This includes the reasoning behind the new policy and an outline of the goals and strategies it entails. Also include your sustainability mission statement and explain how the policy coincides with the company’s short and long-term sustainability goals. Displaying upper management support for the policy and perhaps personal remarks from these individuals will add to the credibility of your green procurement policy.

Table of Contents 

The table of contents should be broken down into easy-to-navigate categories either organized by business area (Ex. Transportation) or green initiative (Ex. Energy efficiency).


        1. Office
          • Paper
          • Electronics
          • Furniture
        2. Cafeteria
          • Food
          • Plates, cups and cutlery
          • Kitchenware
          • Cleaners
          • Cleaning Equipment
        3. Outdoors
          • Lawn care
          • Pesticides and fertilizers
          • Irrigation

Here’s an example of a real green purchasing policy from Babson College in Massachusetts.

Green Procurement Policy Principles

  • Understand the impact your business purchases have on your community, the environment, and your profits.
  • Commit to developing a plan of action to address negative externalities and find solutions.
  • Measure and track GPP progress and its effects at all parts of the value chain.
  • Be transparent with your stakeholders on the motives, goals, and strategies behind your GPP.

Best Practices

  • Source locally from credible and certified businesses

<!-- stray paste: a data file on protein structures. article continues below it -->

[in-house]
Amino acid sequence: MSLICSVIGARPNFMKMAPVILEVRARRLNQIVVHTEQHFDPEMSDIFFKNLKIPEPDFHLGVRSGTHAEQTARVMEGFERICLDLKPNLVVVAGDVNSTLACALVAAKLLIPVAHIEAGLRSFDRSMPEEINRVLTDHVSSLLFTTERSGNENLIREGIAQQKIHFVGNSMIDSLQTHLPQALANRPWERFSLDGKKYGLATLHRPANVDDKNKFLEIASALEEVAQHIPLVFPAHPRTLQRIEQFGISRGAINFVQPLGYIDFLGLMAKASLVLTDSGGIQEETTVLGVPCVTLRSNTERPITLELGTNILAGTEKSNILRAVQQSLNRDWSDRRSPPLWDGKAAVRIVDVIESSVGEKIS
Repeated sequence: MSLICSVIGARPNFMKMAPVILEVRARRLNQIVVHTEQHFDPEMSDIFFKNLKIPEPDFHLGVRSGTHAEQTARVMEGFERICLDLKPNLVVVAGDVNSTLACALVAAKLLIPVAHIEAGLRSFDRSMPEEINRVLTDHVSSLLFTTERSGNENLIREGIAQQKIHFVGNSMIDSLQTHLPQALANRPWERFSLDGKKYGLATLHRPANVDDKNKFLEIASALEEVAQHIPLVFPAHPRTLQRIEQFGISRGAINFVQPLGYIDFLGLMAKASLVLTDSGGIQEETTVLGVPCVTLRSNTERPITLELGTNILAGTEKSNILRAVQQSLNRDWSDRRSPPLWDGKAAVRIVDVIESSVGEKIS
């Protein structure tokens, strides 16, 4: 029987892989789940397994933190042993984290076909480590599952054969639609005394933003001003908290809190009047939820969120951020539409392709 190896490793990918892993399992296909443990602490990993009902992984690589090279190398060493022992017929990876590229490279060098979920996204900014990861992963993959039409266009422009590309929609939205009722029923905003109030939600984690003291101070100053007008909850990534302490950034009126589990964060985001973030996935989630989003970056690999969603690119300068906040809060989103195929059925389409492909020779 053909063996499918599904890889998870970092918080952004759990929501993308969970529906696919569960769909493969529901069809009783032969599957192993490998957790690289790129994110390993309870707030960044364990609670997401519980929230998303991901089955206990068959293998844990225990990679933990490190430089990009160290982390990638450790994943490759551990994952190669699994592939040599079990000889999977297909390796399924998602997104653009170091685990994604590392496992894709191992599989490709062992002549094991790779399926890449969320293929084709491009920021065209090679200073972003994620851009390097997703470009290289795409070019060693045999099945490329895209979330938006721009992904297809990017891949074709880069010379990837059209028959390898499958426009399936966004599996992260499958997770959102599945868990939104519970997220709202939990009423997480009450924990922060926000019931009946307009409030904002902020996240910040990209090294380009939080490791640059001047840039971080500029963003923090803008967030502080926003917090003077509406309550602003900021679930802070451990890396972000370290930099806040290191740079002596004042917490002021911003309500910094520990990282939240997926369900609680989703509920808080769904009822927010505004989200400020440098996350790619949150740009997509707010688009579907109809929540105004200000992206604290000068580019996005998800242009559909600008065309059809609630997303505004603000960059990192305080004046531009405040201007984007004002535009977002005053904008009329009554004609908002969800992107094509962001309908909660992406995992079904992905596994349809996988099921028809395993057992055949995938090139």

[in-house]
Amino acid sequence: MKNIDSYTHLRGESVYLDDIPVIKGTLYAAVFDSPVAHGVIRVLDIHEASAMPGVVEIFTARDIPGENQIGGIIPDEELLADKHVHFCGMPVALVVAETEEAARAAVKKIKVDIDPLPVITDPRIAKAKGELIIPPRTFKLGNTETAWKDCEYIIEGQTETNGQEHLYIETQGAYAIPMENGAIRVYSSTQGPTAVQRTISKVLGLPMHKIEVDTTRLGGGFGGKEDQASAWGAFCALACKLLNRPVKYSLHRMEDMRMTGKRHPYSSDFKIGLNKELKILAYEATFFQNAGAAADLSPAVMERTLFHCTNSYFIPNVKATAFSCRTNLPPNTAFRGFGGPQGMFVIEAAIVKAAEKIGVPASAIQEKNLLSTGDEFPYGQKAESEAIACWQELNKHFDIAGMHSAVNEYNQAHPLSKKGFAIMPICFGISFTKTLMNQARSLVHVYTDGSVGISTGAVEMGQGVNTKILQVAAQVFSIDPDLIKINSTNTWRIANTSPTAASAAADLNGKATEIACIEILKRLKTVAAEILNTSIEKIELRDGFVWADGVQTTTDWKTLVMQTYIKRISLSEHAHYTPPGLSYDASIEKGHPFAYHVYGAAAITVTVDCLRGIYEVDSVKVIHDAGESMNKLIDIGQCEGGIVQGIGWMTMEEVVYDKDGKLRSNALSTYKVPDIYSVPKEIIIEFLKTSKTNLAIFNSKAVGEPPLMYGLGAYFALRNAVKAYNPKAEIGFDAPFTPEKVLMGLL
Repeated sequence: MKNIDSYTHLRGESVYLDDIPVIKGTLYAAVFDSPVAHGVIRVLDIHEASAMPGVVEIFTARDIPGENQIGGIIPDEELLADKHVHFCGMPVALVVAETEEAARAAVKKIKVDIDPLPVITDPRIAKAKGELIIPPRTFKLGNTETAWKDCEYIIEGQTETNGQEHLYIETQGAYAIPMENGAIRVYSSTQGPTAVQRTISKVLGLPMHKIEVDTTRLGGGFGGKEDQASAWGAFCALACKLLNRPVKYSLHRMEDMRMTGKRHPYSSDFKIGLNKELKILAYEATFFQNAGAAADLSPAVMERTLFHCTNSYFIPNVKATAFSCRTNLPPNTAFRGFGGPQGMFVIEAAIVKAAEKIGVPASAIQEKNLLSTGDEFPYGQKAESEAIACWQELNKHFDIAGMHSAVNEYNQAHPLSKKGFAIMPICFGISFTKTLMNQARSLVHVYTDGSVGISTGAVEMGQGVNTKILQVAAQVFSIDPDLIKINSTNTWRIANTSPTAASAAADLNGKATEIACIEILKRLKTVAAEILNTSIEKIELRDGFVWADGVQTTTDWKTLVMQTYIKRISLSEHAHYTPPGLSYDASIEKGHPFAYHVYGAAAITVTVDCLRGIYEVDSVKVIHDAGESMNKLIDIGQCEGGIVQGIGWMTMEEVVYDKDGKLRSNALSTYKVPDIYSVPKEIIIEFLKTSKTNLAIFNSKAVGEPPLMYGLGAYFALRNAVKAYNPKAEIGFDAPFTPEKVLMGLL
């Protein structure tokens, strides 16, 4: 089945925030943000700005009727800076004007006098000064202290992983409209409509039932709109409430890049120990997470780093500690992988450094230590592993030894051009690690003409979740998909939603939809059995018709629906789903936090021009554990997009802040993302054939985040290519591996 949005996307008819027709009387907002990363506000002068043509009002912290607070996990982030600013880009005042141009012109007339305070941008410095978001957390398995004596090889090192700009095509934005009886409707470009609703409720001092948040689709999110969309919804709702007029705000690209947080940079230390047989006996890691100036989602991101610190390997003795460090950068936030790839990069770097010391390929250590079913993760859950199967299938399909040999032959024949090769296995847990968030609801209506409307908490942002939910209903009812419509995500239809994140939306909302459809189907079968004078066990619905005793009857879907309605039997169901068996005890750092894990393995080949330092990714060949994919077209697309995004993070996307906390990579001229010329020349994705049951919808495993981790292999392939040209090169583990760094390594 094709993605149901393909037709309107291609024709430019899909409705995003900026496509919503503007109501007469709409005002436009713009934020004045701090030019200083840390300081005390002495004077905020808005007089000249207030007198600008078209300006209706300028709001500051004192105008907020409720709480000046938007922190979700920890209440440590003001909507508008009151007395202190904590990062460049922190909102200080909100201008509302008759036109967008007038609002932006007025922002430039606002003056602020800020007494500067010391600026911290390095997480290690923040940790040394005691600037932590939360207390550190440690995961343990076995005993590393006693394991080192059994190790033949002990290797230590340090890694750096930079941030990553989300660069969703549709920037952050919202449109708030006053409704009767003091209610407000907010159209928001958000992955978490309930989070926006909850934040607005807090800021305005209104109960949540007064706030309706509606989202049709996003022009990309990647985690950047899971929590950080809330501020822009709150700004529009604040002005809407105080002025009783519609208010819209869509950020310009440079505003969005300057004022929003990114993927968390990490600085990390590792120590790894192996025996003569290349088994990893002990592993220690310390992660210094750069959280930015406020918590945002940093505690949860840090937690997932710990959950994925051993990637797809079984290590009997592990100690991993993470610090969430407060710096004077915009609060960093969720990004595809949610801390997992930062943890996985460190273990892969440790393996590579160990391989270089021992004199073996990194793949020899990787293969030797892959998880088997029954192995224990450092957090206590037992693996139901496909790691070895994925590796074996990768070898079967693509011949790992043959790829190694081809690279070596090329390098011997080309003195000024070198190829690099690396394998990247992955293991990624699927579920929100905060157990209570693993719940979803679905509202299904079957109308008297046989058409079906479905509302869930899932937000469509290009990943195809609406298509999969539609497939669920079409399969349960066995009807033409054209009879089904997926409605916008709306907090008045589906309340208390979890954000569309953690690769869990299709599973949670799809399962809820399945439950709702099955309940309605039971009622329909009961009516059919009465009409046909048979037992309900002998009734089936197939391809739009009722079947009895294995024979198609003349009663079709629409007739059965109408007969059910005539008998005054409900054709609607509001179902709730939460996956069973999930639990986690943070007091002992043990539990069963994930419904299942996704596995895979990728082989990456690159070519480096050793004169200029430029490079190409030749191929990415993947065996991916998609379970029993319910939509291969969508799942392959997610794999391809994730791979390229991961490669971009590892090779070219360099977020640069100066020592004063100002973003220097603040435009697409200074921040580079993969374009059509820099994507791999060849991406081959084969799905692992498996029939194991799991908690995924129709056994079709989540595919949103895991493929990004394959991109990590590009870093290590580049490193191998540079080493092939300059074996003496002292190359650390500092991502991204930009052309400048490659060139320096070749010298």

• Choose certified eco-friendly products made from 100% biodegradable, compostable, or post-consumer content and those that do not include caustic or toxic chemicals. Note: When buying biodegradable products, ensure that there is a facility that can collect these items as biodegradable materials require special processing.
  • Choose ethical products that support quality working conditions, worker health and safety, and community prosperity. Look for fair trade labels and other ethical certifications.
  • Avoid plastic products whenever possible as many plastics are non-recyclable and can break down into microplastics that threaten wildlife and human health.
  • Choose efficient products that conserve natural resources and limit waste.
  • Think ahead and have a plan for how to manage the disposal of products.


A green procurement policy is a powerful tool for ensuring your business makes purchasing decisions that are environmentally sound and socially responsible. While procurement policies surrounding sustainability have traditionally only existed for public institutions, the private sector is beginning to implement GPPs and address the growing demand for greener businesses.

GPPs bring a wealth of benefits such as resource and operational efficiency, improved employee health and safety, risk mitigation, enhanced company image, and increased profitability. With the combined efforts from the public and private sectors, green procurement can become a normative practice and support the growth of green markets and economies worldwide.

About the Author

Natalie Sheffey Soto

GBB Green Ambassador

Natalie Sheffey Soto is a content writer for the Green Business Bureau. Growing up in the Appalachian Mountains, she developed a love for the natural environment and has committed herself to a career working to protect it. She is currently pursuing a Master’s in Global Sustainability with a concentration in Sustainable Business at the University of South Florida. Along with her outdoor enthusiasm, Natalie loves to play sports and foster animals for local rescues.